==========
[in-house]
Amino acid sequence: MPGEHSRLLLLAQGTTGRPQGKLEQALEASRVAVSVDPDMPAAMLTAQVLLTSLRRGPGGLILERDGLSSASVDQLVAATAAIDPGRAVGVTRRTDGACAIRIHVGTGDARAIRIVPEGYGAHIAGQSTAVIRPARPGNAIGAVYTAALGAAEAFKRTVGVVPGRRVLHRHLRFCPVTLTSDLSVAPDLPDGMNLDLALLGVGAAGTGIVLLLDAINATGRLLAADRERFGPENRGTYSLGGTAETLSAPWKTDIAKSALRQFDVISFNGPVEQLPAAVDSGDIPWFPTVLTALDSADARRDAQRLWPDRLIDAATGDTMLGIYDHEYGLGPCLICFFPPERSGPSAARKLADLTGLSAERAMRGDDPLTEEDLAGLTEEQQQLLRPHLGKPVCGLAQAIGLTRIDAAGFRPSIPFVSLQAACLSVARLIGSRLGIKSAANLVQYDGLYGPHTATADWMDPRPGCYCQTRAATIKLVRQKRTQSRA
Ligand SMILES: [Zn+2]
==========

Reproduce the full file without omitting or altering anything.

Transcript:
[in-house]
Amino acid sequence: MPGEHSRLLLLAQGTTGRPQGKLEQALEASRVAVSVDPDMPAAMLTAQVLLTSLRRGPGGLILERDGLSSASVDQLVAATAAIDPGRAVGVTRRTDGACAIRIHVGTGDARAIRIVPEGYGAHIAGQSTAVIRPARPGNAIGAVYTAALGAAEAFKRTVGVVPGRRVLHRHLRFCPVTLTSDLSVAPDLPDGMNLDLALLGVGAAGTGIVLLLDAINATGRLLAADRERFGPENRGTYSLGGTAETLSAPWKTDIAKSALRQFDVISFNGPVEQLPAAVDSGDIPWFPTVLTALDSADARRDAQRLWPDRLIDAATGDTMLGIYDHEYGLGPCLICFFPPERSGPSAARKLADLTGLSAERAMRGDDPLTEEDLAGLTEEQQQLLRPHLGKPVCGLAQAIGLTRIDAAGFRPSIPFVSLQAACLSVARLIGSRLGIKSAANLVQYDGLYGPHTATADWMDPRPGCYCQTRAATIKLVRQKRTQSRA
Ligand SMILES: [Zn+2]